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Harmon v. United States

United States District Court, D. Maryland

October 24, 2018

ERNEST LEE HARMON Petitioner,
v.
UNITED STATES OF AMERICA Respondent.

          MEMORANDUM OPINION

          ELLEN L. HOLLANDER UNITED STATES DISTRICT JUDGE

         This Memorandum Opinion resolves a motion filed by the self-represented Petitioner, Ernest Lee Harmon, under 28 U.S.C. § 2255, seeking to vacate, set aside, or correct his sentence. ECF 238 (“Petition”).[1] In sum, Harmon claims that he is entitled to relief pursuant to the decision of the Supreme Court in Johnson v. United States, U.S., 135 S.Ct. 2551 (2015). In particular, he claims that he was improperly designated as a career offender and thus his sentence was unlawfully enhanced.

         Pursuant to a motion for stay filed by the government (ECF 242), the case was initially stayed, by Order of January 29, 2016. ECF 243. Thereafter, the government filed an opposition to the Petition (ECF 244), which it subsequently amended. ECF 246. Harmon filed a reply. ECF 247.

         Based on the content of Harmon's reply, the Court issued an Order (ECF 248) directing the government to address an issue raised by Harmon in his reply. The government responded at ECF 250. Thereafter, Harmon responded with two submissions. ECF 252; ECF 254.

         No hearing is necessary to resolve the matter. For the reasons that follow, I shall deny the Petition.

         I. Factual and Procedural Background

         Ernest Lee Harmon and five others were indicted on June 11, 2013 (ECF 1) and charged, inter alia, with conspiracy to distribute 280 grams or more of cocaine base, in violation of 21 U.S.C. § 846. Harmon entered a plea of guilty to the conspiracy offense on February 28, 2014 (ECF 154), pursuant to a plea agreement. ECF 159 (“Plea Agreement”). Notably, the offense to which Harmon pleaded guilty carries a mandatory minimum term of imprisonment of ten years, and a maximum term of life imprisonment. See 21 U.S.C. § 841(b)(1)(A); see also ECF 159, ¶ 3. Mr. Harmon's plea was entered under Fed. R. Crim. P. 11(c)(1)(C), by which the parties agreed to a sentence of imprisonment ranging from 180 months to 240 months. Id. ¶¶ 5, 7.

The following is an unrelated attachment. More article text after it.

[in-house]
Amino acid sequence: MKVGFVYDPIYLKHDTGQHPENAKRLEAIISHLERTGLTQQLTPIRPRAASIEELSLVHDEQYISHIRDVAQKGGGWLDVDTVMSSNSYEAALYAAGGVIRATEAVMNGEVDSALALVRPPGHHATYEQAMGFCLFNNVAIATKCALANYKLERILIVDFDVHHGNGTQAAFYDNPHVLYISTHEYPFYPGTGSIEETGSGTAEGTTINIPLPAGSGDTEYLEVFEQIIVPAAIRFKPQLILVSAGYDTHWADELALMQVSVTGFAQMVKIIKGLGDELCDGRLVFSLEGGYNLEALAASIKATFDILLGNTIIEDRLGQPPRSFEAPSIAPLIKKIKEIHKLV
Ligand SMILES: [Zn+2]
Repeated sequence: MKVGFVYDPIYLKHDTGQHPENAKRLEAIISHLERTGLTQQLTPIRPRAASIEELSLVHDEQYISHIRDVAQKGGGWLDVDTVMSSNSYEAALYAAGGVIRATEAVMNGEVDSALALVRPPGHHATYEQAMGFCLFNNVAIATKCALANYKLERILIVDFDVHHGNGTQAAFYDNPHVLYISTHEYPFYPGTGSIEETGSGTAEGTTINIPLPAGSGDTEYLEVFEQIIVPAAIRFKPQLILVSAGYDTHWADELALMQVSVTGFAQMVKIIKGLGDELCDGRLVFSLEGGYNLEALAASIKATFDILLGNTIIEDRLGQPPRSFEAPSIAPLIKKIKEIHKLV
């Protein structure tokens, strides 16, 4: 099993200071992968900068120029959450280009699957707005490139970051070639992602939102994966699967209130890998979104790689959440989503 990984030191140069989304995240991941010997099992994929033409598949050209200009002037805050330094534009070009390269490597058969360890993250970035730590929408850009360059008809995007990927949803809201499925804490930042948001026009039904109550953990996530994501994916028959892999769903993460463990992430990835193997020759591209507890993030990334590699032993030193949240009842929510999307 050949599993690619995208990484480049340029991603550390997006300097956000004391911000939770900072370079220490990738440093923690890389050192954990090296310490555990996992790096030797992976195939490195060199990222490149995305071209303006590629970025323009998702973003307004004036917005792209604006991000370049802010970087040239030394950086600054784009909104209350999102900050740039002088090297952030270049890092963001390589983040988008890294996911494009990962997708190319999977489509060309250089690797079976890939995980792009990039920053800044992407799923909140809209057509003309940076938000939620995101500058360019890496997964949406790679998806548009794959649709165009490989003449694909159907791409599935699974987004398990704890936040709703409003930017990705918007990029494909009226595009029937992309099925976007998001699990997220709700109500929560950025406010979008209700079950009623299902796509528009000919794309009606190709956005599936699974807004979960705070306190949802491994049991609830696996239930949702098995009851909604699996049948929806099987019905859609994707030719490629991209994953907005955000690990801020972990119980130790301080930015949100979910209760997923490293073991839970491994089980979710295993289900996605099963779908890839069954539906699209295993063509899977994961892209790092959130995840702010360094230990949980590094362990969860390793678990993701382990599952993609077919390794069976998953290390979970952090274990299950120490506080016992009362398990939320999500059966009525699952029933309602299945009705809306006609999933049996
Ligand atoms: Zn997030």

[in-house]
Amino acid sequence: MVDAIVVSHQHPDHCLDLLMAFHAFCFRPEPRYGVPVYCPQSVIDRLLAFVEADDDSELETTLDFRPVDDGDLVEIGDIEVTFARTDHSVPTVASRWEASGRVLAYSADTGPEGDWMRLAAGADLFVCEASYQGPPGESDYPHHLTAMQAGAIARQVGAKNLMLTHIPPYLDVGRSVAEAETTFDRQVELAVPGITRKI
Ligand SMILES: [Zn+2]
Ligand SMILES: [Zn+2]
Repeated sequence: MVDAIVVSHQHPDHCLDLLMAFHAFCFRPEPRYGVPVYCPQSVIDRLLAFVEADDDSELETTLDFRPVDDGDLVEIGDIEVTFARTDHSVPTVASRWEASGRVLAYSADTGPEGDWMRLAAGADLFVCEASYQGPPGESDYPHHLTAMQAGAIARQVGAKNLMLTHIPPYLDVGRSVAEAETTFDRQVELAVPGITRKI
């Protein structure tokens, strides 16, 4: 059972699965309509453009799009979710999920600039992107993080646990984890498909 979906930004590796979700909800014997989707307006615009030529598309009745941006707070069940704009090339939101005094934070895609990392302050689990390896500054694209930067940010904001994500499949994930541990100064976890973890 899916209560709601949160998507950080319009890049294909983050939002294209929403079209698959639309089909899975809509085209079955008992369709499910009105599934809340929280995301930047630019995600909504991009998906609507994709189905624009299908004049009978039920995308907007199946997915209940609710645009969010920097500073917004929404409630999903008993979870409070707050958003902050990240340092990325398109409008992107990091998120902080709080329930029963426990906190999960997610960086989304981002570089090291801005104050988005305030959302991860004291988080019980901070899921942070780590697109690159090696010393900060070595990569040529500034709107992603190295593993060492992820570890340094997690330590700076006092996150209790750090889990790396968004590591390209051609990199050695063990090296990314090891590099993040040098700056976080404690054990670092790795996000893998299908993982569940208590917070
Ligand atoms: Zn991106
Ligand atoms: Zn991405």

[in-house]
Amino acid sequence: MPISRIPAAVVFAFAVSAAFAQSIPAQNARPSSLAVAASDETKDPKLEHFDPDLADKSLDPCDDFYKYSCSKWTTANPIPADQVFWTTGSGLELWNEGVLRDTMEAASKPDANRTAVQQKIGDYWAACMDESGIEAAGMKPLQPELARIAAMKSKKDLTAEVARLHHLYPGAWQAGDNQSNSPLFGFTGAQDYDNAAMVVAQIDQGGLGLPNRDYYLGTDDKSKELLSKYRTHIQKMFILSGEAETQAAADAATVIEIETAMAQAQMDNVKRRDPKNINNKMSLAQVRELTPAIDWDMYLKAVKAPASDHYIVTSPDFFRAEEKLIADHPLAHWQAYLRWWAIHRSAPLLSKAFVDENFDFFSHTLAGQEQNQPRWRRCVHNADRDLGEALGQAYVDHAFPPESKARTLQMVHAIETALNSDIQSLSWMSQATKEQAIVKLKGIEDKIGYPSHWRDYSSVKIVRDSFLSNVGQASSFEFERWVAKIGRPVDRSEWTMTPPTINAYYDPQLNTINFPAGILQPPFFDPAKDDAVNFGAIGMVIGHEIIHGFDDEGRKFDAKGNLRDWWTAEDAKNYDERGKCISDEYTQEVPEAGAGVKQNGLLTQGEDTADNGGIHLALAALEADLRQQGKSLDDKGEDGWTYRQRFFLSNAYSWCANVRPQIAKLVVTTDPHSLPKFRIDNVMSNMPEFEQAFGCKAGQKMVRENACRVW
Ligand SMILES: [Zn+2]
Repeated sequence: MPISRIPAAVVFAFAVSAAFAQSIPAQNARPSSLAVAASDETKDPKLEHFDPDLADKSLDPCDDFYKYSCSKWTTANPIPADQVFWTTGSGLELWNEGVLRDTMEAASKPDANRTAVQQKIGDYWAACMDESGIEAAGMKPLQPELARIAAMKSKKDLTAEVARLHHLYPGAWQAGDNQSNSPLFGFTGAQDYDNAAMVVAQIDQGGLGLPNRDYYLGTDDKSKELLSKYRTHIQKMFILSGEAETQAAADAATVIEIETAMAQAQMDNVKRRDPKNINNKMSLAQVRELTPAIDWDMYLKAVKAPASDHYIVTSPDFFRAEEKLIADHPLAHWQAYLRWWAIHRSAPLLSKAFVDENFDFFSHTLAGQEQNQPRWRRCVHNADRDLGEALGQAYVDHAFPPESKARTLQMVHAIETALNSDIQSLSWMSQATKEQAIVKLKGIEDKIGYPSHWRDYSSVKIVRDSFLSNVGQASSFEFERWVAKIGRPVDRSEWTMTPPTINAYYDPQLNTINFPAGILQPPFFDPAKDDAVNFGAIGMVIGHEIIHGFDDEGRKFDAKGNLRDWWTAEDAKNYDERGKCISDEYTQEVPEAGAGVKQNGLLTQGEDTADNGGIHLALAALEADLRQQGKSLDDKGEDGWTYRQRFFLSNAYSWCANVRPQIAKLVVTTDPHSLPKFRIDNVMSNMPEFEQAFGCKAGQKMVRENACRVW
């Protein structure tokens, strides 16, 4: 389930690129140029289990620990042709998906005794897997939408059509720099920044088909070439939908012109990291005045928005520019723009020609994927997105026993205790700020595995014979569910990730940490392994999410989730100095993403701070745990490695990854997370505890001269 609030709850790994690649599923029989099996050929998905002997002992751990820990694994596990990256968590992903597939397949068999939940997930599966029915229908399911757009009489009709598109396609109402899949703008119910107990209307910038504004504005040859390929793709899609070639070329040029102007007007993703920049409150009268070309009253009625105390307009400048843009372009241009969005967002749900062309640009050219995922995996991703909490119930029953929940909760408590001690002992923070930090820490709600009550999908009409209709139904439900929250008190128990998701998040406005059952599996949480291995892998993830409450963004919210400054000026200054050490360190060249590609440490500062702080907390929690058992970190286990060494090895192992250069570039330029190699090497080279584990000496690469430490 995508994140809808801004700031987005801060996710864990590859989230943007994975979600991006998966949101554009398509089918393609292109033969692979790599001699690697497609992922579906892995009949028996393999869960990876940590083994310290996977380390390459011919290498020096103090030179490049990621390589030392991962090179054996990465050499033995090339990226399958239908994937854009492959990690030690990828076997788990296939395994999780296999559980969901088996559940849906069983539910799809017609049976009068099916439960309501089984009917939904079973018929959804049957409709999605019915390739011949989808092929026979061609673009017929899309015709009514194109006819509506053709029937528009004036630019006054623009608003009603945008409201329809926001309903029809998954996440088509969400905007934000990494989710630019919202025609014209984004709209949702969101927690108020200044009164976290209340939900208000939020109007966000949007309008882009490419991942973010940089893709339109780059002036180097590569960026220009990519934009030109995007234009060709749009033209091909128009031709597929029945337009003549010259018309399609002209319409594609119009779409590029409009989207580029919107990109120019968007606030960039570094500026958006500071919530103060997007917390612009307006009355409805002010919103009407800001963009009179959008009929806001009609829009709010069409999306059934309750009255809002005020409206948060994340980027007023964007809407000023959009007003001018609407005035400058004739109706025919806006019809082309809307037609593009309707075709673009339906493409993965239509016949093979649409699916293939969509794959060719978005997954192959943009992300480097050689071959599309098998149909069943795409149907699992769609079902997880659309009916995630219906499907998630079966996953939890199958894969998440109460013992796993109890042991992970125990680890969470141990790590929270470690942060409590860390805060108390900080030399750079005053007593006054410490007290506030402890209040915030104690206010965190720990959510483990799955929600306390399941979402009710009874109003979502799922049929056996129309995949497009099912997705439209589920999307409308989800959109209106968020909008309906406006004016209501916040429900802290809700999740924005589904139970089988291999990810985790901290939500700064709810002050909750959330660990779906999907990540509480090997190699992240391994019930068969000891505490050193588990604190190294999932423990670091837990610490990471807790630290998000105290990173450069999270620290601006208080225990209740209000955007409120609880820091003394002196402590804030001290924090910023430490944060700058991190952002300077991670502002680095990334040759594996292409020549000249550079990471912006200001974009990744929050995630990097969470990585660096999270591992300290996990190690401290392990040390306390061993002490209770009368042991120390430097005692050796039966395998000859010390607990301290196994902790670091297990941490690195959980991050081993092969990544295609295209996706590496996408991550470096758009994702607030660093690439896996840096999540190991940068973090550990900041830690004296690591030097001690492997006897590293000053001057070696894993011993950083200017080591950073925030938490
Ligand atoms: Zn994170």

In the Plea Agreement, the parties agreed that defendant qualified as a Career Offender under U.S.S.G. § 4B1.1. See ECF 159, ¶ 6B. In exchange for the defendant's plea of guilty, the government agreed not to file a notice of defendant's prior felony drug convictions, pursuant to 21 U.S.C. § 851. ECF 159, ¶ 9 at 7. As a result, the government agreed not to seek an enhancement of the sentence.

         According to the Presentence Report (ECF 165, “PSR”), defendant qualified as a Career Offender. See ECF 165, ¶ 57. This was based on two prior State felony drug convictions for possession with intent to distribute controlled dangerous substances (id. ¶¶ 39, 51) and a second degree murder conviction. Id. ¶ 46. Based on a final offense level of 34 and a criminal history category of VI, Harmon had an advisory sentencing guidelines range of 262 to 327 months imprisonment. Id. ¶ 66.[2]

         Sentencing was held on April 14, 2014. ECF 174. The Court agreed with the Career Offender designation. A sentence of 198 months' incarceration was imposed. ECF 176. That sentence was well below the top end of the C plea range, and well below the Career Offender advisory guidelines range.

         No appeal was taken to the Fourth Circuit.

         II. Discussion

         A.

         Section 2255(a) of Title 28 of the United States Code, under which Harmon filed his Petition, provides relief to a prisoner in federal custody only on specific grounds: that the sentence was imposed in violation of the Constitution or laws of the United States; that the court was without jurisdiction to impose such a sentence; that the sentence was in excess ...


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